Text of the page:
New NHS test provides more certainty for potential Black living donors

NHS England has approved a new genetic test that could flag up variations of a gene which is linked to developing kidney disease, providing more certainty to potential living kidney donors. The gene variation is more common in people of African and Caribbean heritage.

Everyone has two copies of the APOL1 gene, which creates proteins that play a role in the body’s immunity to disease. Some people have a mutation in one or both of their copies of the gene which is linked to increased protection from a parasite that causes Human African trypanosomiasis (HAT), or sleeping sickness. However, this mutation has also been associated with a higher risk of developing kidney disease.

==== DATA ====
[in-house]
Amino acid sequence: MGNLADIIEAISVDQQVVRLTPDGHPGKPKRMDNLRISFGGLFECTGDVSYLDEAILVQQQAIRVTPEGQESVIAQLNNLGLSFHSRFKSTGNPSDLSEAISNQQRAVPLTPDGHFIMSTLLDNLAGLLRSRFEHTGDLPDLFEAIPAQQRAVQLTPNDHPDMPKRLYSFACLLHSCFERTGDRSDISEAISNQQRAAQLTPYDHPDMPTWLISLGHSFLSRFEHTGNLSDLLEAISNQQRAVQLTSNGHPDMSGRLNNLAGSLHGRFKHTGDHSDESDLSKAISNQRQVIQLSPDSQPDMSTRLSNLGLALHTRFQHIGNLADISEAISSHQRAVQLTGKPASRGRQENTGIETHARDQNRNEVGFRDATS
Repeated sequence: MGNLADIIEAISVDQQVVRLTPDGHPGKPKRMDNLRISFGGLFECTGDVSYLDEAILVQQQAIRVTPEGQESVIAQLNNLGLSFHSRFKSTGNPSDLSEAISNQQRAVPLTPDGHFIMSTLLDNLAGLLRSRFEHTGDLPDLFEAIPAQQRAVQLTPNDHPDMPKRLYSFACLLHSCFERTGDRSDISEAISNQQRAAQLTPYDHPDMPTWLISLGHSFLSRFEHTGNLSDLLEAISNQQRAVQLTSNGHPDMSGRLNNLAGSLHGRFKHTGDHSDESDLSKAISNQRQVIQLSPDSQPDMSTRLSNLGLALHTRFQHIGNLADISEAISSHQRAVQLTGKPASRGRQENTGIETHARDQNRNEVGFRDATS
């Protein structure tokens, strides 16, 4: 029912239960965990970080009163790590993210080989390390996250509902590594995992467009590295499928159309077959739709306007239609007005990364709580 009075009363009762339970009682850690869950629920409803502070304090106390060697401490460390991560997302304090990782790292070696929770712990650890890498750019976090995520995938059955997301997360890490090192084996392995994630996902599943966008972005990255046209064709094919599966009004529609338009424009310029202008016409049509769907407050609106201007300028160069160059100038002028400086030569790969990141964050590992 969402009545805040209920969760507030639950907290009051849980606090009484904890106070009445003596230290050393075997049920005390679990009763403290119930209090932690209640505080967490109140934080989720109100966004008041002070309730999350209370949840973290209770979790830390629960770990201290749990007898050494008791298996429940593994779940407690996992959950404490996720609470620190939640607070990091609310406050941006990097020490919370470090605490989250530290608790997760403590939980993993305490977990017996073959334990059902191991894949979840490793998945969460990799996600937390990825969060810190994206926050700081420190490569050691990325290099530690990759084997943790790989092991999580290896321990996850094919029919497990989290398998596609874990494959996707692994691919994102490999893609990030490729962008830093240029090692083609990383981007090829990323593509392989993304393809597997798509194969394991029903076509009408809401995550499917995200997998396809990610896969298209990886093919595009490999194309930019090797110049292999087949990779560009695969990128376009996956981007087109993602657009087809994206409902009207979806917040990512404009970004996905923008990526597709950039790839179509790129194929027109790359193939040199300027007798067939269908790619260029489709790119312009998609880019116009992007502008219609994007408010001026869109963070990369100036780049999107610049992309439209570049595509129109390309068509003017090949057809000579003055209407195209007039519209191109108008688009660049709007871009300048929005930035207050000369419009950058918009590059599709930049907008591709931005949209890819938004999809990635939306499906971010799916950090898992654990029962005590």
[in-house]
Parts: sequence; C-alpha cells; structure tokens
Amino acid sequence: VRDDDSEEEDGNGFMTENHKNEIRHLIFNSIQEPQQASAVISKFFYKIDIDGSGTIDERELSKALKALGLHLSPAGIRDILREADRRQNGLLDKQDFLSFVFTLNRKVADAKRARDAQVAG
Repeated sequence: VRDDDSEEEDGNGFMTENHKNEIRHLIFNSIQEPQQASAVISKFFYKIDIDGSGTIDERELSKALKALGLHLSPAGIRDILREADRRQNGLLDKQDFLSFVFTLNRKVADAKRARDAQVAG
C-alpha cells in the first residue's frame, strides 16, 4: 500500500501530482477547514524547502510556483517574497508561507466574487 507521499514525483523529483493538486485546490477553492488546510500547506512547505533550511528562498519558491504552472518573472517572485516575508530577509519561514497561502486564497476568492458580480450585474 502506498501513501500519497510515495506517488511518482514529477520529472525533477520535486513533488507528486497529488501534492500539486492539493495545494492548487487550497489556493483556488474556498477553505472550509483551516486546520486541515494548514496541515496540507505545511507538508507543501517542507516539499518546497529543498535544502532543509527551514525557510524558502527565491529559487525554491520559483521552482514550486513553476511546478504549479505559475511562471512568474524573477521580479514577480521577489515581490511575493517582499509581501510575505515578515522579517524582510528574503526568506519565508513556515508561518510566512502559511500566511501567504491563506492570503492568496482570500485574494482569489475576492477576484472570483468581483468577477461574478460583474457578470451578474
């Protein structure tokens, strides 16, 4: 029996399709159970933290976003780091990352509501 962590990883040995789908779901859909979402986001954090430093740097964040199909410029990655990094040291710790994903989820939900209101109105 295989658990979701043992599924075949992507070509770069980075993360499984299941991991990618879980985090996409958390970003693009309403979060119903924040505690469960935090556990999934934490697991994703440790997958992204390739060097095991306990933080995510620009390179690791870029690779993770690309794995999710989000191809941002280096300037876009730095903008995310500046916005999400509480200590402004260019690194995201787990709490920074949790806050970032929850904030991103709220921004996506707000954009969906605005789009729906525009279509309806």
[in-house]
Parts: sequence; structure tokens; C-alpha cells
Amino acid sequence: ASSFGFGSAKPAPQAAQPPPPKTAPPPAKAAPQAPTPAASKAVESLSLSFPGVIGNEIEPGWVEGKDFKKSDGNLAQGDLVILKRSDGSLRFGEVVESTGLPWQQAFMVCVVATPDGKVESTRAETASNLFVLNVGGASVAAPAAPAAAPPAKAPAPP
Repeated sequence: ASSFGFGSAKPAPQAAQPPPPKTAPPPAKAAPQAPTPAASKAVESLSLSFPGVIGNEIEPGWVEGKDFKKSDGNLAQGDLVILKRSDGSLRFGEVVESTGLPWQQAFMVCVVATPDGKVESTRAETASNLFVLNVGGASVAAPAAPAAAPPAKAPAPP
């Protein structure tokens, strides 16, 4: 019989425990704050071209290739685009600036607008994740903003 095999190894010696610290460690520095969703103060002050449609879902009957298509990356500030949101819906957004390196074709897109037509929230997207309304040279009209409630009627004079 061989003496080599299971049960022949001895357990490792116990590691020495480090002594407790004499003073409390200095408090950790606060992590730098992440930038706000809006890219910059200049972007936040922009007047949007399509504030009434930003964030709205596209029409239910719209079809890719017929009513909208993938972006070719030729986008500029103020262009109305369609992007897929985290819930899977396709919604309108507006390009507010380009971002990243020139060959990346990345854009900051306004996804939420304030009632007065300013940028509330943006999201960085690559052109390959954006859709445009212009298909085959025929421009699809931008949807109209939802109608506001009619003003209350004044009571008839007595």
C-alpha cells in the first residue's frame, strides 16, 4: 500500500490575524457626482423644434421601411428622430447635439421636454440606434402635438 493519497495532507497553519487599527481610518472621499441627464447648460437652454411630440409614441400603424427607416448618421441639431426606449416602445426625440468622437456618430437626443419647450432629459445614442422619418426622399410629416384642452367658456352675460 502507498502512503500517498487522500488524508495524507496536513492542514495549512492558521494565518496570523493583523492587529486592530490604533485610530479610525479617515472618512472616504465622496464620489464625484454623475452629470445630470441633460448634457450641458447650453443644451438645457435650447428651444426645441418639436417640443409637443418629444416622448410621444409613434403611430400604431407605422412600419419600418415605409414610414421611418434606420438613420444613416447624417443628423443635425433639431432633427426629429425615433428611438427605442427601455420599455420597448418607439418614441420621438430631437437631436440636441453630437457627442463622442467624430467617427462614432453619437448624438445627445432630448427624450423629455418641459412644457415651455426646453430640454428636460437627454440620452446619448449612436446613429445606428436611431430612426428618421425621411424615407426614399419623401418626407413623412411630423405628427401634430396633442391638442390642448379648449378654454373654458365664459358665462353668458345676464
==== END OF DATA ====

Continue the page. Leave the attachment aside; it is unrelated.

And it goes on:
For people with two copies of the high-risk version of the gene, the chances of developing kidney disease are still only 1 in 5 as long as they do not donate a kidney. However, if they decide to become a living kidney donor, research suggests that number increases to 3 in 5.

It is hoped that this simple blood test will allow potential donors and their medical teams to be better informed about the risks of donation. People found to be in the high risk group would be advised not to donate one of their kidneys.

A third of people waiting for a kidney transplant in the UK are from Black, Asian and other minority ethnic groups, according to NHS Blood and Transplant.

The average waiting time for a kidney transplant is around two years, but people in these groups can wait even longer to find a suitable match. Kidneys are matched by blood group and tissue type, so often the best match will come from a donor of the same ethnic background.

The test will be available from NHS England from 1 April, while patients in Scotland, Wales and Northern Ireland will be able to use existing testing pathways.

More information on APOL1 testing can be found on the British Transplantation Society's website: